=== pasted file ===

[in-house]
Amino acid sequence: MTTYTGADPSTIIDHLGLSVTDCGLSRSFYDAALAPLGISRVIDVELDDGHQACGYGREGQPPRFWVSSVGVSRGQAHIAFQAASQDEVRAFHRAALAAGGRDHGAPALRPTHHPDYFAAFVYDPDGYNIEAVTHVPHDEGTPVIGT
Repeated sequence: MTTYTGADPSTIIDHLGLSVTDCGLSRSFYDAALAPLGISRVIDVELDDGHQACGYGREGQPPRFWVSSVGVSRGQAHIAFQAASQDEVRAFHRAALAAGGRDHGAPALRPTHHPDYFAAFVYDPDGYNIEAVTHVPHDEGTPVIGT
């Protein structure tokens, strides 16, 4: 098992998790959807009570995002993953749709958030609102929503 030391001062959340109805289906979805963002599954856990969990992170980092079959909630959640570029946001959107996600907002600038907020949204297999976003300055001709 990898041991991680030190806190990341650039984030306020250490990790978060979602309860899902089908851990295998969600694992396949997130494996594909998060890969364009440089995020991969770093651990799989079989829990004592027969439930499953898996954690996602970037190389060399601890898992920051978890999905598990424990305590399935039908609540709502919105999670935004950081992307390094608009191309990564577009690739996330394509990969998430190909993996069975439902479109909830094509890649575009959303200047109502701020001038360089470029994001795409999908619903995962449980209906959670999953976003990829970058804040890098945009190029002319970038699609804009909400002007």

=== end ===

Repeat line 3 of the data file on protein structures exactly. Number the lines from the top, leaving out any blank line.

Repeated sequence: MTTYTGADPSTIIDHLGLSVTDCGLSRSFYDAALAPLGISRVIDVELDDGHQACGYGREGQPPRFWVSSVGVSRGQAHIAFQAASQDEVRAFHRAALAAGGRDHGAPALRPTHHPDYFAAFVYDPDGYNIEAVTHVPHDEGTPVIGT